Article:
America’s Northern Rock
To say we live in interesting times is an understatement. Yet another national bank — this time the Federal Reserve Bank of New York — comes to the rescue of the 5th largest investment bank in the United States, Bear Sterns. To be exact, funds are being loaned to JPMorgan Chase who will then lend this undisclosed sum of money to Bear Stearns to help the company stay in business. However, should the company default or worse yet go out of business, all the risk rest solely with the Fed. Basically, JPMorgan Chase is simply acting as a conduit for the transaction. Thus the American public should be pleased that their hard earned tax dollars is being used to bailout rich investment bankers. Not!
Fed leads Bear Stearns rescue
By Francesco Guerrera and Ben White in New York, and Krishna Guha in Washington
Financial Times, Published: March 14 2008 14:05 | Last updated: March 14 2008 23:21
The credit crisis on Friday engulfed one of Wall Street’s most important investment banks as the Federal Reserve and JPMorgan Chase combined to provide emergency finance for 85-year-old Bear Stearns and prevent further upheaval in global markets.
The decision by the monetary authorities to throw a temporary lifeline to Bear followed a night of deliberations involving regulators, led by Timothy Geithner, president of the New York Fed, and came after Bear’s shares plunged and its access to overnight funding dramatically diminished. It is likely to pave the way for a sale or liquidation of the company in the coming weeks. However, people close to the situation said Bear was also talking to strategic investors about a capital injection.
The rescue marked the first time in four decades that the US central bank has agreed to provide emergency finance to any financial institution other than a traditional commercial bank.
Fed officials told the Financial Times that it acted because of the systemic risks involved in the potential sudden failure of the fifth-biggest US investment bank at a moment of extreme fragility in the markets.
Investors reacted by seeking the safety of gold and short-term US government debt. Stocks initially fell as much as 2.8 per cent before paring back their losses. The S&P 500 closed down 2.1 per cent at 1,288.15. Financial stocks were among the worst performers, with the S&P Investment Banks index down 5 per cent. In London, the FTSE 100 closed down 1.07 per cent at 5,681.7. Bear shares plunged as much as 53 per cent before ending 47.4 per cent lower at $30, meaning they have lost more than three-quarters of their value over the past year. Credit rating agencies downgraded Bear’s debt to the second-lowest investment grade, a move that could worsen its financial position.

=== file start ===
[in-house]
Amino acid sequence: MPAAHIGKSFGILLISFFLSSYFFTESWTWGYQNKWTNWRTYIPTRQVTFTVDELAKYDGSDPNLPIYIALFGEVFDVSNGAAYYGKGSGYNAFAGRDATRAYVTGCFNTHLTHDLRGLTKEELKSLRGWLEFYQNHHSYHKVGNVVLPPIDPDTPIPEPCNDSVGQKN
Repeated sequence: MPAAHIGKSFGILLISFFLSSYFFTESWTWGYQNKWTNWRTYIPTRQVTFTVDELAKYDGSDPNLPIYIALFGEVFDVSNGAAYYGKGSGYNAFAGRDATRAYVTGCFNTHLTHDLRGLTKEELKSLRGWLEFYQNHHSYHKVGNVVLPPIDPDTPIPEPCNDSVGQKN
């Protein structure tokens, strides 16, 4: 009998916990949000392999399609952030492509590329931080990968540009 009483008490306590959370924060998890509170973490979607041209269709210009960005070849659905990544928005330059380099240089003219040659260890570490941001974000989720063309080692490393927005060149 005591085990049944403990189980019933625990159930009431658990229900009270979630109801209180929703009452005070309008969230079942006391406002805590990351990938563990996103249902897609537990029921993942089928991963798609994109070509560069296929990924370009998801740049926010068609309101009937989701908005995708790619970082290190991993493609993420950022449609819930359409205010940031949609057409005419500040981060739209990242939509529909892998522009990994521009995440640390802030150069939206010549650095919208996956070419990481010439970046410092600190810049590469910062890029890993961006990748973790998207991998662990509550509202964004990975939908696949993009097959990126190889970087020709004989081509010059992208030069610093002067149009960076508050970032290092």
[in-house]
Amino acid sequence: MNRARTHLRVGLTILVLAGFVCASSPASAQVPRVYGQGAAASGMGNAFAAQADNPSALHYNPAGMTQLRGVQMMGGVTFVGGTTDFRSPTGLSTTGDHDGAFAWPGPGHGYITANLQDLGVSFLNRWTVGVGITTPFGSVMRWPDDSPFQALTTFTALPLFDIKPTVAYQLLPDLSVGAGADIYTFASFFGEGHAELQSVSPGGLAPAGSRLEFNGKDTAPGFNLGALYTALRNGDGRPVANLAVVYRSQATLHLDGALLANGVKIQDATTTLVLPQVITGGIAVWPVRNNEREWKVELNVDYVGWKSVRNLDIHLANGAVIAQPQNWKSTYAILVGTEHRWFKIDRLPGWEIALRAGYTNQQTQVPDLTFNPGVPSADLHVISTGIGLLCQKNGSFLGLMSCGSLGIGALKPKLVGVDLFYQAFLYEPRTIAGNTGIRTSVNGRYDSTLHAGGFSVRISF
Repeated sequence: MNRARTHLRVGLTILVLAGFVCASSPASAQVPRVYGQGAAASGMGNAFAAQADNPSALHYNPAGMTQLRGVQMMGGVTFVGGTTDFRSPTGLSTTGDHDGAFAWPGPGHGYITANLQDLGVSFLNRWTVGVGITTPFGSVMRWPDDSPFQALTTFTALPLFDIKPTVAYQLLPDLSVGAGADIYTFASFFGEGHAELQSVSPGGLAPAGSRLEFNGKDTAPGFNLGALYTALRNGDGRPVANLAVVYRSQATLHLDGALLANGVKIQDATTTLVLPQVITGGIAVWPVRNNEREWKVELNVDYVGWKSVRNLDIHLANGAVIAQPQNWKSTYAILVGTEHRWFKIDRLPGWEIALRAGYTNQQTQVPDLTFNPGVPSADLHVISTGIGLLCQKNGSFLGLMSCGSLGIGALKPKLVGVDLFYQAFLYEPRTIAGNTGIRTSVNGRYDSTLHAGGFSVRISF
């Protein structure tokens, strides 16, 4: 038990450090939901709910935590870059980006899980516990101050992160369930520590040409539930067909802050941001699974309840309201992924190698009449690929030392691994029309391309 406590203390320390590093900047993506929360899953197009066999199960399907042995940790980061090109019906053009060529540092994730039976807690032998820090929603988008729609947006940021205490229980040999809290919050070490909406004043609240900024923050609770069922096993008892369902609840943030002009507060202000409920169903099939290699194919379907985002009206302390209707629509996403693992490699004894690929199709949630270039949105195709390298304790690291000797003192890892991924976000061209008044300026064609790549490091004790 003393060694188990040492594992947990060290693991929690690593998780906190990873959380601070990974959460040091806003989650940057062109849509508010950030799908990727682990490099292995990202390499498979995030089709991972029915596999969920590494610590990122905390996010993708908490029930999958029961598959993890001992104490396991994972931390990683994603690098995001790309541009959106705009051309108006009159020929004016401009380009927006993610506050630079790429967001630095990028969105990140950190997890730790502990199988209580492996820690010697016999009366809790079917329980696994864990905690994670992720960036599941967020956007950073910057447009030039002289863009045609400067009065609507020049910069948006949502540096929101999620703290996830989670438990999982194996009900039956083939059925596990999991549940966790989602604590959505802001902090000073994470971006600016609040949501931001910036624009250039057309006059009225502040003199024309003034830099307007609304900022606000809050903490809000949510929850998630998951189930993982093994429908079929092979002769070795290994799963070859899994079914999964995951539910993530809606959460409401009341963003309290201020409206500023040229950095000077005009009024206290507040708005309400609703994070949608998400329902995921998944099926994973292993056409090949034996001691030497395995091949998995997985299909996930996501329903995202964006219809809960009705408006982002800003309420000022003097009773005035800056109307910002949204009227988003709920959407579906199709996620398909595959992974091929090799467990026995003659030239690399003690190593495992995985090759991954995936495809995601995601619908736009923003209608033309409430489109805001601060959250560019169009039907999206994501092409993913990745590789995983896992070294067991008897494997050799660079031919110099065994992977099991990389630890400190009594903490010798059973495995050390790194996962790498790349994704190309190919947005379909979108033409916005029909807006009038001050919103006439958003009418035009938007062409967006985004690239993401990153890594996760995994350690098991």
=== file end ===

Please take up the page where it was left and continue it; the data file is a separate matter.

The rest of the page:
Top 10 investors in Bear Stearns Rank Investor
1 Barron Hanley Mewhinny
2 Joseph Lewis
3 Morgan Stanley
4 James Cayne
5 Legg Mason Capital Management
6 Private Capital Management
7 Barclays Global Investors
8 State Street
9 Vanguard Group
10 Janus Capital Management
The crisis at Bear, which has brought forward the announcement of first-quarter results to Monday, left some of its largest shareholders with sizeable losses.
Joseph Lewis, a UK-born billionaire who had been building a large stake in Bear, is estimated to have lost about $1bn on his investment since the summer. Jimmy Cayne, Bear’s chairman and former chief executive, is believed to have shouldered paper losses of more than $800m.
Bear on Friday said its liquidity position had “significantly deteriorated” and that it would access the Fed’s emergency finance facility – known as the discount window – indirectly through an arrangement with JPMorgan. The Fed took on the credit risk involved in the loans, which are secured against collateral. As an investment bank, Bear does not have access to the window, which is only open to commercial banks, so JPMorgan will act as a go-between.
The move marks a dramatic extension of the Fed’s role of lender of last resort for the financial system but Fed officials stressed there was no policy to provide emergency liquidity to investment banks in general.
Alan Schwartz, Bear’s chief executive, said the investment bank had fallen victim of a crisis of confidence in which counterparties in its core fixed-income markets were no longer willing to provide financing given widespread rumours that Bear could fail. On Wednesday, Mr Schwartz had told CNBC that the bank’s balance sheet had “not weakened at all”. On Friday he said that demands for cash had accelerated on Thursday.
Mr Schwartz said Bear would continue to work with advisers at Lazard to pursue strategic transactions that would protect customers and counterparties and maximise shareholder value.
Alternatives include a sale of the bank as a whole or in parts. JPMorgan is viewed as a potential buyer of pieces of Bear including its prime brokerage and asset management businesses.
Additional reporting by Michael Mackenzie and Anuj Gangahar
Copyright The Financial Times Limited 2008